Ok, we know. Hipster hate is always a little distasteful, a bit predictable and self defeating. But when your social feeds are flooded by the emergence of the less estate agent-friendly aspect of old London, one that you know, feel, remember – then it’s difficult not to feel the tug of a twisted sort of schadenfreude.
Chatsworth Road always traded off the ‘up-and-coming’ aesthetic. Wealthy wannabe bohos have always dug a bit of local colour in an area. But the tragic death of Moses – in broad daylight and on a sunny saturday afternoon – is for the new Hackneyites taking the local colour a bit far. This murder might seem to belong firmly to the world of Percy Ingles. It doesn’t seem to fit in the same universe as Cretan olive oil. But this is the reality of contemporary London. Grinding poverty next to ludicrously inflated wealth and privilege. Where these twin poles articulate there is a violent tension. But the thing is that it won’t affect the property prices. It might even push them up even further. The economics of the London property market really are that perverse.
Meanwhile in the Country: Class Profiling at the Rugby
“I am an Army Officer who is now a Police Inspector”. The guy is tall, tough looking. Mid fifties. Chinos. Hunters. Green quilted gilet. He’s standing beside me on the touchline of the local rugby match. My class hackles were up – and I had prejudicially bracketed him as one of THEM.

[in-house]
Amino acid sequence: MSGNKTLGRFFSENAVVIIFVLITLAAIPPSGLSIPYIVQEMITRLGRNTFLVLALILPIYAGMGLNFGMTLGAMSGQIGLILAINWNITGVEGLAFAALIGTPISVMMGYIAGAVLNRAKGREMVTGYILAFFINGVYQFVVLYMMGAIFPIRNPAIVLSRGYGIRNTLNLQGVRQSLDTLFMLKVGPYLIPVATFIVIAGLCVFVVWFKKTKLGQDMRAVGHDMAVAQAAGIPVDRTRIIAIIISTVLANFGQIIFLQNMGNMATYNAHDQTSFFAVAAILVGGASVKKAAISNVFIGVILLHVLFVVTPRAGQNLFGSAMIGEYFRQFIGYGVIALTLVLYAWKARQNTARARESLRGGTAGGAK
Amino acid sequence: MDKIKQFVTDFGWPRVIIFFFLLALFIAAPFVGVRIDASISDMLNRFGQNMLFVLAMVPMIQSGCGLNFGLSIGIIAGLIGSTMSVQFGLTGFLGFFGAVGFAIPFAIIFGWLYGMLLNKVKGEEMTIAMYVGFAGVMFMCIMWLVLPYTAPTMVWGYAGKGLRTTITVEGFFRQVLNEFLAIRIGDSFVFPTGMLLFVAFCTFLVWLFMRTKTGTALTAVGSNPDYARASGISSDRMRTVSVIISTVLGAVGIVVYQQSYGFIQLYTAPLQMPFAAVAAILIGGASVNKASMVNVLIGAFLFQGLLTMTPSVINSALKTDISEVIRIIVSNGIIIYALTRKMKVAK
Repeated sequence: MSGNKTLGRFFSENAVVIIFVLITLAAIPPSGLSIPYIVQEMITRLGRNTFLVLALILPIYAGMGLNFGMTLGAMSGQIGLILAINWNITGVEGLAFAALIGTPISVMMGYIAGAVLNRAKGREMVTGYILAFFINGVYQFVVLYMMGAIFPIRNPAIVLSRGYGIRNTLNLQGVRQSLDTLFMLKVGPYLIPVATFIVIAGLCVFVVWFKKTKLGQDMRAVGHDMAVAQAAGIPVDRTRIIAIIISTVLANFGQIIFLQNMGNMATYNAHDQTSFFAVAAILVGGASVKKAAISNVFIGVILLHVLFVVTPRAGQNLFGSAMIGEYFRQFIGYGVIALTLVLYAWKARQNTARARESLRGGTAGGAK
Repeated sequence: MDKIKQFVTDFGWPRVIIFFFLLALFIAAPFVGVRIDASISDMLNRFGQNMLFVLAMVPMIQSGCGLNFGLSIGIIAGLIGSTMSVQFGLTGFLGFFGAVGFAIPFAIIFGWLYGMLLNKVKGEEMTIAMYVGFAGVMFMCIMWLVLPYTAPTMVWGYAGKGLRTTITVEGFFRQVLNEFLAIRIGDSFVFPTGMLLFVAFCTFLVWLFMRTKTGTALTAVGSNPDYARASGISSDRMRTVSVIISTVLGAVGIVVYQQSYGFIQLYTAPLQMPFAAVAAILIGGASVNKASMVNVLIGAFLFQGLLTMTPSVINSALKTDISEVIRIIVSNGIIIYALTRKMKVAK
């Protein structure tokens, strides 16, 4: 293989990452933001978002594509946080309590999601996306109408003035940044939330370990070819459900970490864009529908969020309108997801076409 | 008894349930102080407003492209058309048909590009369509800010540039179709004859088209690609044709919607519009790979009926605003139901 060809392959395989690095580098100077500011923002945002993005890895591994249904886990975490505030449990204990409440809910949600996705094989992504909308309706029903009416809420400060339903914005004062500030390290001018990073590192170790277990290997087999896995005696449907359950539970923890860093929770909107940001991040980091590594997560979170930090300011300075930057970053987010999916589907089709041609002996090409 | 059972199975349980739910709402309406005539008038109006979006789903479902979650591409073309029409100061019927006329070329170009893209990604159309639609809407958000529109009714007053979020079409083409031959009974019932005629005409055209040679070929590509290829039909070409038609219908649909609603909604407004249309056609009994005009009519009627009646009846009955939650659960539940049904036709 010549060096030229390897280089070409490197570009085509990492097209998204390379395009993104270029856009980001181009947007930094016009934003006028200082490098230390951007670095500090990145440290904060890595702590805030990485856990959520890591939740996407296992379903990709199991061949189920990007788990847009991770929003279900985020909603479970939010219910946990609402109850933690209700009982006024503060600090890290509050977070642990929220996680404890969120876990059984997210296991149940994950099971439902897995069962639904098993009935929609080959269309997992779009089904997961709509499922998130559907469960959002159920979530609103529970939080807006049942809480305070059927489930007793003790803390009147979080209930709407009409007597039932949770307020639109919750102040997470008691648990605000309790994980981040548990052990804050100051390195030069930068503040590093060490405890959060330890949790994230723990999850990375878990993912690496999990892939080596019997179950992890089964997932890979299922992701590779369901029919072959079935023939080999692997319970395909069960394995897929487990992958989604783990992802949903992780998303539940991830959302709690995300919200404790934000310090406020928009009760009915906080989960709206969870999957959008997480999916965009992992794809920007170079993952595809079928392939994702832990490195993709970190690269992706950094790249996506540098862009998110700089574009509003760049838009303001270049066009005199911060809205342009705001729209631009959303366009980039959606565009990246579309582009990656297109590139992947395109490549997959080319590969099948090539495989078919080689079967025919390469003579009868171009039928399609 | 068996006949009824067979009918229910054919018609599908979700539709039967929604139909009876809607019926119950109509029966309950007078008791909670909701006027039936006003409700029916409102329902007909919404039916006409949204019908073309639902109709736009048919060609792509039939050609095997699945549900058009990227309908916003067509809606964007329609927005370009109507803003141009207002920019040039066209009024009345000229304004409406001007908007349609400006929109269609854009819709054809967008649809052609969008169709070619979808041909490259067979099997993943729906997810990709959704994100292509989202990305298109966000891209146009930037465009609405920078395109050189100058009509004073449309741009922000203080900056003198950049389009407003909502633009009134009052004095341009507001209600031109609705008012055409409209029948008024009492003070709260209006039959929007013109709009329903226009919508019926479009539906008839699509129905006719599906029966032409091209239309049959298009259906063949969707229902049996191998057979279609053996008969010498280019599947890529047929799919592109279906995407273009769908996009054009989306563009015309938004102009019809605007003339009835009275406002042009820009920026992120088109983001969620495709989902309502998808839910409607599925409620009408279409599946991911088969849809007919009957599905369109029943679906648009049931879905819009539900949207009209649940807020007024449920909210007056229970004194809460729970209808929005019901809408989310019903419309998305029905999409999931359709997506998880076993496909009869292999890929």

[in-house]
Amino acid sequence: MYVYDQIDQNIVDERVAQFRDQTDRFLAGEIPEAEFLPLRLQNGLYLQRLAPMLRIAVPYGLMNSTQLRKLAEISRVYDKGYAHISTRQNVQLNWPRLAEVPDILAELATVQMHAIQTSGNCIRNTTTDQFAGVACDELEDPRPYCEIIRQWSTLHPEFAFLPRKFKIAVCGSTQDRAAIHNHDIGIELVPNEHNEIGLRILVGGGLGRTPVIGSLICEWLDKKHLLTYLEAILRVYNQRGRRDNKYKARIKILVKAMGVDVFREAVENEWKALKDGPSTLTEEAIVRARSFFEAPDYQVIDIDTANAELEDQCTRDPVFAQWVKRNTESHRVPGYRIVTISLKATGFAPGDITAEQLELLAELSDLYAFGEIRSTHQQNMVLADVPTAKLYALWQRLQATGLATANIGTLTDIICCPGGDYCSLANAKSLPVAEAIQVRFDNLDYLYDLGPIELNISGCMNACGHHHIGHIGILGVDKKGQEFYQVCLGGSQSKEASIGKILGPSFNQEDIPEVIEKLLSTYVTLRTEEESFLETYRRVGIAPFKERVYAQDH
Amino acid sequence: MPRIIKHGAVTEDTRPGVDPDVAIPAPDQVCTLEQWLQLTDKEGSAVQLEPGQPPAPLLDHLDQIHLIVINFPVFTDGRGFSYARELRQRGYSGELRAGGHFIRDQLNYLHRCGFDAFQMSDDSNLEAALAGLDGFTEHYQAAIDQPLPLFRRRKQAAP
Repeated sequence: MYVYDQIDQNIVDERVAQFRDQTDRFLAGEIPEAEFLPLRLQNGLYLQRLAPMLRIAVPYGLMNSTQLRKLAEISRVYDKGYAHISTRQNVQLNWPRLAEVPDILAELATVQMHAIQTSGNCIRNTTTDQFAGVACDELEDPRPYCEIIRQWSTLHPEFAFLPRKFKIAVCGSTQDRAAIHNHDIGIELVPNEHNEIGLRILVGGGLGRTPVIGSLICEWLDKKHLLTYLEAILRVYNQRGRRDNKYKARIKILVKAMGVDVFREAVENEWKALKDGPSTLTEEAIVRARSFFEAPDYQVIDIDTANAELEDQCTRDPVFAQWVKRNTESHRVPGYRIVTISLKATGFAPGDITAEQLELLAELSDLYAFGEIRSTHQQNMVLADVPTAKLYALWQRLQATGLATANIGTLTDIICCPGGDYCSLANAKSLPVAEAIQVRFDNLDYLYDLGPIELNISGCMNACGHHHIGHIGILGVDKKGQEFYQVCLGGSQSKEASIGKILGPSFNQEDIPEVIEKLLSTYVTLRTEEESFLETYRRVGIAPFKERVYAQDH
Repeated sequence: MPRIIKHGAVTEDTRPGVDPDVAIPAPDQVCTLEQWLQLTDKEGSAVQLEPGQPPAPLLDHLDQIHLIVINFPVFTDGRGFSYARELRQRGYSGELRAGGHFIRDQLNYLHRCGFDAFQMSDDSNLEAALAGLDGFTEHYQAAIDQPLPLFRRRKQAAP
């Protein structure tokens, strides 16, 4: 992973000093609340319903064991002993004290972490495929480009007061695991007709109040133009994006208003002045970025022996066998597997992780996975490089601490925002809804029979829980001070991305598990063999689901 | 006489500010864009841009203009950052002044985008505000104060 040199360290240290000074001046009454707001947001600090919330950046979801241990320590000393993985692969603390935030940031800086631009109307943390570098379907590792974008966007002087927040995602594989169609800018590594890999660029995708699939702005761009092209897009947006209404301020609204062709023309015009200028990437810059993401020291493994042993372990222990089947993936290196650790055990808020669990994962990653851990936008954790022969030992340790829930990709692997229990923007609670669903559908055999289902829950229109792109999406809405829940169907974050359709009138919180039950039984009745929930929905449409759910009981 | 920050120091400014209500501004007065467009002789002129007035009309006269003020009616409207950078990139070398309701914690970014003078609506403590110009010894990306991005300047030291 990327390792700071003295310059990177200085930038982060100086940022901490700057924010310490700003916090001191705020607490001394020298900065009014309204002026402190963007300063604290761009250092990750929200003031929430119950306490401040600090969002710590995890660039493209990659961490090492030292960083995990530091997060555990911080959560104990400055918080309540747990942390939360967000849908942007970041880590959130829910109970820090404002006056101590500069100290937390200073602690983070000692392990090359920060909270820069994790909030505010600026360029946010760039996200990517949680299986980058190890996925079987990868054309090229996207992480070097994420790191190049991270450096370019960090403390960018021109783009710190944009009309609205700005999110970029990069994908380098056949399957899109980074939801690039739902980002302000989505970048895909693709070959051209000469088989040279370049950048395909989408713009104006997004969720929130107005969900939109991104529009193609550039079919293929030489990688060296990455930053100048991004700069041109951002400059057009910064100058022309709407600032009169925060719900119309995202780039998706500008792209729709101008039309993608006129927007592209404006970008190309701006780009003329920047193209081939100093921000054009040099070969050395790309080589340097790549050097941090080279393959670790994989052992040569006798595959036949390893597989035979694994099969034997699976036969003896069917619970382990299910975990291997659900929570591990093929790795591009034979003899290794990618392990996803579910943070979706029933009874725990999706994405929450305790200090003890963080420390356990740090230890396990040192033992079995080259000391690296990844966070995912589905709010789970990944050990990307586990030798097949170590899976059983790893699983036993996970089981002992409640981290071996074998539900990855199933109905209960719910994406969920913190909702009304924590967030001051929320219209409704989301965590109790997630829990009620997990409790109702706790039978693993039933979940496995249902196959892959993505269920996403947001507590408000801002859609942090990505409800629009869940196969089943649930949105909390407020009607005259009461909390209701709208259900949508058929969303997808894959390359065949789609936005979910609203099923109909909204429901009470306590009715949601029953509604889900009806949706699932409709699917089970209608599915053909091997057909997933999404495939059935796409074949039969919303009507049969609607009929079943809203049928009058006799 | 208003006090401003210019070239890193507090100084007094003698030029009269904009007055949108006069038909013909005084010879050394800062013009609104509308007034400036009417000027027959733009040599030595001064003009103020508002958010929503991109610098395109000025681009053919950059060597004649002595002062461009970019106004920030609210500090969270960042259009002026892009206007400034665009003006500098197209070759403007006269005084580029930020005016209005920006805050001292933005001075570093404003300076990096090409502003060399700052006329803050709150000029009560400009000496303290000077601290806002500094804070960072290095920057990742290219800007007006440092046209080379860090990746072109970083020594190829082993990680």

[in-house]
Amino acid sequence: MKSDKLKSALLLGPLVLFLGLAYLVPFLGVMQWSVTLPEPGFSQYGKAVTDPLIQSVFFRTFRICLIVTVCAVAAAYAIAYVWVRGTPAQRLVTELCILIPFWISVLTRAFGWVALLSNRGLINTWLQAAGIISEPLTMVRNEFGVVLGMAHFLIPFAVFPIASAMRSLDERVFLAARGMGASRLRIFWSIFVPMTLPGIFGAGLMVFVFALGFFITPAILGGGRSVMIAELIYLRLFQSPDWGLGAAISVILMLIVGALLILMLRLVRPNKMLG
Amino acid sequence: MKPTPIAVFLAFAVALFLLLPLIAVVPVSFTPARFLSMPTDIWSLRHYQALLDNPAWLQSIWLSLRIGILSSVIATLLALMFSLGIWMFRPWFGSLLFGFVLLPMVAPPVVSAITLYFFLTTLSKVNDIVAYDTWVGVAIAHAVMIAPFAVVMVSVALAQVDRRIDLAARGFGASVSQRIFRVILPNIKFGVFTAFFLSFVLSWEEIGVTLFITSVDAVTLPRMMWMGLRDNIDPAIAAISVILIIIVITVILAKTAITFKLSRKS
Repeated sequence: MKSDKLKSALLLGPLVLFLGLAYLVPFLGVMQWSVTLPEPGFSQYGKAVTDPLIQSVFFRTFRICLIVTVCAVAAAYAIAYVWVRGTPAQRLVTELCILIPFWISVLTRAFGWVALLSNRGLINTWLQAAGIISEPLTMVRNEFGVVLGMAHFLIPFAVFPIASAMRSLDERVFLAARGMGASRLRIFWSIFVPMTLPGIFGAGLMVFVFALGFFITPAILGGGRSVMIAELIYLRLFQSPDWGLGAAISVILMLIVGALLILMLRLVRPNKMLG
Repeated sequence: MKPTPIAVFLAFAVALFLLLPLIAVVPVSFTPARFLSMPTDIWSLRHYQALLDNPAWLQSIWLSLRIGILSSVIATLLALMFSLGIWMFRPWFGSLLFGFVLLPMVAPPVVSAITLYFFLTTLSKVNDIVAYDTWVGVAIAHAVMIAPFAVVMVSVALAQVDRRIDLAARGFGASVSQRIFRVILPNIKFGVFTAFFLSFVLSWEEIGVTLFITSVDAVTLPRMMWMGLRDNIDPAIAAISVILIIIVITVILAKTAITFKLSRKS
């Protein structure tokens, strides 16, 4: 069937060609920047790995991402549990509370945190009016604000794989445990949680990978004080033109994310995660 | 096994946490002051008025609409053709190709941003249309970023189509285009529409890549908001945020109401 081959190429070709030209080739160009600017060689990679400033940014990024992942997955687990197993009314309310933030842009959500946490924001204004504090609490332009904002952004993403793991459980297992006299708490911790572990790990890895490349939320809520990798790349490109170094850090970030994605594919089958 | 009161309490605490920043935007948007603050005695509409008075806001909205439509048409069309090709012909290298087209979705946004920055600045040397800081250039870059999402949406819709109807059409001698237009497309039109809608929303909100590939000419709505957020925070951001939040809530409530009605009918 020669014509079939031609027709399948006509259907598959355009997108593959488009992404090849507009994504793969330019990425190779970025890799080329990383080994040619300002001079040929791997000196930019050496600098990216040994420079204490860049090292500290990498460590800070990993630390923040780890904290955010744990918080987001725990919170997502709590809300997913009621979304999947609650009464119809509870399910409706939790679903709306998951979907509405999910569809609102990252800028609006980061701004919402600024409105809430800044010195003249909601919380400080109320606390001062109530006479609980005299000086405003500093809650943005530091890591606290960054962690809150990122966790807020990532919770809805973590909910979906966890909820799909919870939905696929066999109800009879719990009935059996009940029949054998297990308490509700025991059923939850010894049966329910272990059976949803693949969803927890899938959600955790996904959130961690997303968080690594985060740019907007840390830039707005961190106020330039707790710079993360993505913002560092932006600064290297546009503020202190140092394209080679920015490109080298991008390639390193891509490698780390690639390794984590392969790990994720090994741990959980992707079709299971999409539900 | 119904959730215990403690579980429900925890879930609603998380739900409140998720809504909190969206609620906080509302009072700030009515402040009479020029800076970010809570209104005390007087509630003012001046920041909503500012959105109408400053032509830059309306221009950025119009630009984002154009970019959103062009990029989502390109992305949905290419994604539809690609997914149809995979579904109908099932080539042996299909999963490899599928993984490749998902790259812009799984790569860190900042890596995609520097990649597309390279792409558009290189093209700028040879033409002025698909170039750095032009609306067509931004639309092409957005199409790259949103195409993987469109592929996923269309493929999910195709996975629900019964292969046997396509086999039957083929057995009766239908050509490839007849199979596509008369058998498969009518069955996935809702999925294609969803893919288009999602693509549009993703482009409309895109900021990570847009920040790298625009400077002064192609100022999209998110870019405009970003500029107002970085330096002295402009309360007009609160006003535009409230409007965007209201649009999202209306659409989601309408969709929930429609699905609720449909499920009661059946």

A team from Bath are trouncing the local side, who hail from this old pit town nestling deep in the valleys of the North Somerset Coalfields. Turns out the copper’s son plays for the valley side. And he’s got a chip on his shoulder even bigger than the one on mine. “I should be the most conservative of anyone you know,” he says. “But as I get older, and I see the way we’re going back in time, it just makes me angry.”
We watch as the haughty six-foot, fourteen-year-old Centre for the Bath team streaks by and touches down another try against the miners’ grandsons. The last of the pits closed around here in 1973, in the wake of then Tory Prime Minister Ted Heath’s war on the miners. (He lost, resigned and lost the election to Labour. The episode had a big hand in creating the anger that Thatcher was heir to).
The kids from the valleys are noticeably smaller, less well-fed than the kids from Bath. They are well coached, highly skilled and committed and tough as little old boots. But the the vast majority of the Bath kids are schooled at one of the many expensive private schools that surround this verdant Spa town in the West of England. The valley kids go to a number of huge comprehensives and newly-rendered academies in the area. And the thing is, you can see their class backgrounds, just from the way these kids look.